The discussion that followed included internal displacement in the Inter-Agency Standing Committee; data security and potential misuses; durable solutions and development funding; the need to understand interconnected drivers, such as socioeconomic contexts; community based planning processes; and meaningful participation focused on what IDPs want rather than what they need and what capacity they have.
This event was convened under the auspices of the GP20 Plan of Action for Advancing Prevention, Protection and Solutions for IDPs with its co-chairs, OCHA and UNHCR, and Special Adviser, the Special Rapporteur on the Human Rights of IDPs. It was organized by the GP20 Coordinator, OCHA and the Internal Displacement Monitoring Centre (IDMC). GP20 Plan of Action partners and the Platform on Disaster Displacement were co-sponsors of this event.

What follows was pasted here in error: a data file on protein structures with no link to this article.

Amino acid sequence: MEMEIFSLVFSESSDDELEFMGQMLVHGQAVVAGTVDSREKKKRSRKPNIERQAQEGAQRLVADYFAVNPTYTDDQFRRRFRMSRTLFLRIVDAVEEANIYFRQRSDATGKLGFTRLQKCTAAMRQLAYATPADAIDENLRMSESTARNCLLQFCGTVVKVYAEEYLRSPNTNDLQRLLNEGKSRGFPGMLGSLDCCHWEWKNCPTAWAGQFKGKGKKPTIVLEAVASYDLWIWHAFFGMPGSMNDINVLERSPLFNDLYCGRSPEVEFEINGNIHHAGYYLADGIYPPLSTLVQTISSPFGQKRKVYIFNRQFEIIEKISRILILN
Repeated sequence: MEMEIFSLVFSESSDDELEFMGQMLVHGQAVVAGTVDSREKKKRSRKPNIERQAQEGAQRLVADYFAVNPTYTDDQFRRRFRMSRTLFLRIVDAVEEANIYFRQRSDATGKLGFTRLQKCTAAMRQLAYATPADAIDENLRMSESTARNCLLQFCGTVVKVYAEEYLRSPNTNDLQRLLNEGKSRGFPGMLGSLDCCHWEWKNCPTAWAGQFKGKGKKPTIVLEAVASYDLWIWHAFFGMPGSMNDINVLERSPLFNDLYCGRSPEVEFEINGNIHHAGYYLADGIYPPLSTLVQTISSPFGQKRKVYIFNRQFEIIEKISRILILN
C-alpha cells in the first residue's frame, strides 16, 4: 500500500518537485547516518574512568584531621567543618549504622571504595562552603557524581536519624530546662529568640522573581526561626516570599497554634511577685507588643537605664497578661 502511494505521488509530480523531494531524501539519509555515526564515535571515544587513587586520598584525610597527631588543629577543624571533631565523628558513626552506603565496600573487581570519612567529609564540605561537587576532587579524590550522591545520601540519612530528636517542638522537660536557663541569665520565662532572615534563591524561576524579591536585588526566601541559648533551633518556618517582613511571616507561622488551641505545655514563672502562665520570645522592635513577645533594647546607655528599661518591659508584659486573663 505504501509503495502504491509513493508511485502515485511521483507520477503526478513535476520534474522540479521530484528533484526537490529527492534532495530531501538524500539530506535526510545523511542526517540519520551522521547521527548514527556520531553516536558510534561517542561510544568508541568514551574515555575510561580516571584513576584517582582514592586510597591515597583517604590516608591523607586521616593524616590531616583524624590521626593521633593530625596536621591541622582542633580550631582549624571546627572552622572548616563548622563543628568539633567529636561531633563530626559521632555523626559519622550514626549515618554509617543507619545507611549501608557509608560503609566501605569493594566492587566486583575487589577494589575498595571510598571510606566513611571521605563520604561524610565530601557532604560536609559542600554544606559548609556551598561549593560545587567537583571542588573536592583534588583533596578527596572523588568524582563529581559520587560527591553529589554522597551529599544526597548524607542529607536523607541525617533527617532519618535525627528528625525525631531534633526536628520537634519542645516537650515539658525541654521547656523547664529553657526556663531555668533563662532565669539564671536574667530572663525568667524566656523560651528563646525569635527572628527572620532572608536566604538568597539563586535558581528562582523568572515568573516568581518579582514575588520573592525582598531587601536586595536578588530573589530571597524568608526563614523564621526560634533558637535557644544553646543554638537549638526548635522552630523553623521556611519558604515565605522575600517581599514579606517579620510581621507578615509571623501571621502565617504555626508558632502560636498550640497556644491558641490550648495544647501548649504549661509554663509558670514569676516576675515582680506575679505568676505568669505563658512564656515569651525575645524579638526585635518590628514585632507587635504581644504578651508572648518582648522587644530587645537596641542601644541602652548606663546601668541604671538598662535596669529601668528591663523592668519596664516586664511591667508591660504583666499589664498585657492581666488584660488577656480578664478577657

Watch the introductory video of the panel discussion on Preparing for the future in the face of climate change and weather-related disasters:
If we do not change course by 2020, climate change and its devastating consequences will be out of control:#ECOSOC pic.twitter.com/IhjPS0yZ3Q
— UN Humanitarian (@UNOCHA) June 25, 2019
Download the Concept Note of side-event on Addressing Internal Displacement Associated with Disasters and Conflict: